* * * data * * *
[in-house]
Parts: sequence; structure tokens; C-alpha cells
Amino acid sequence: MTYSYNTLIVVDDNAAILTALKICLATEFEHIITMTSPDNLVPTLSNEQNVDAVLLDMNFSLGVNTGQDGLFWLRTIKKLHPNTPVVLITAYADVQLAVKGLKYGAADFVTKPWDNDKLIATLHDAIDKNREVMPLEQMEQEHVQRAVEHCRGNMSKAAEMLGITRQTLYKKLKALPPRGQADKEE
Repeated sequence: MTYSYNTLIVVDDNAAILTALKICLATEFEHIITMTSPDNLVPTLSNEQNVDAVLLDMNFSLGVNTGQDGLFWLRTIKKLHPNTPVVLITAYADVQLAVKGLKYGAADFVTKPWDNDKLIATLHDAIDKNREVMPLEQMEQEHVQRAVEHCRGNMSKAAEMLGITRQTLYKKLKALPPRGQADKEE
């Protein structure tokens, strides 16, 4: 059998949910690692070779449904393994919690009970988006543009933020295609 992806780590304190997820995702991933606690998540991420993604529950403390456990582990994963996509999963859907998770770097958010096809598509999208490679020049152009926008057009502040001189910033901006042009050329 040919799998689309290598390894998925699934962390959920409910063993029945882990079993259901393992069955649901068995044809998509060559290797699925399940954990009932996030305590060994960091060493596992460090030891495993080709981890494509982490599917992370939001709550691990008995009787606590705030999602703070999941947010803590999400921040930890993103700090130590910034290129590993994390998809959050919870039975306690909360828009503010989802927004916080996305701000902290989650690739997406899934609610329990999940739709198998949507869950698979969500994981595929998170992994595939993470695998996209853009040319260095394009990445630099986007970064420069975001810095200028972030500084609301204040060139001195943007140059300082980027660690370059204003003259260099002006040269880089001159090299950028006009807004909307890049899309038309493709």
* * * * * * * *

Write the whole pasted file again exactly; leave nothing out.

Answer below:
[in-house]
Parts: sequence; structure tokens; C-alpha cells
Amino acid sequence: MTYSYNTLIVVDDNAAILTALKICLATEFEHIITMTSPDNLVPTLSNEQNVDAVLLDMNFSLGVNTGQDGLFWLRTIKKLHPNTPVVLITAYADVQLAVKGLKYGAADFVTKPWDNDKLIATLHDAIDKNREVMPLEQMEQEHVQRAVEHCRGNMSKAAEMLGITRQTLYKKLKALPPRGQADKEE
Repeated sequence: MTYSYNTLIVVDDNAAILTALKICLATEFEHIITMTSPDNLVPTLSNEQNVDAVLLDMNFSLGVNTGQDGLFWLRTIKKLHPNTPVVLITAYADVQLAVKGLKYGAADFVTKPWDNDKLIATLHDAIDKNREVMPLEQMEQEHVQRAVEHCRGNMSKAAEMLGITRQTLYKKLKALPPRGQADKEE
């Protein structure tokens, strides 16, 4: 059998949910690692070779449904393994919690009970988006543009933020295609 992806780590304190997820995702991933606690998540991420993604529950403390456990582990994963996509999963859907998770770097958010096809598509999208490679020049152009926008057009502040001189910033901006042009050329 040919799998689309290598390894998925699934962390959920409910063993029945882990079993259901393992069955649901068995044809998509060559290797699925399940954990009932996030305590060994960091060493596992460090030891495993080709981890494509982490599917992370939001709550691990008995009787606590705030999602703070999941947010803590999400921040930890993103700090130590910034290129590993994390998809959050919870039975306690909360828009503010989802927004916080996305701000902290989650690739997406899934609610329990999940739709198998949507869950698979969500994981595929998170992994595939993470695998996209853009040319260095394009990445630099986007970064420069975001810095200028972030500084609301204040060139001195943007140059300082980027660690370059204003003259260099002006040269880089001159090299950028006009807004909307890049899309038309493709």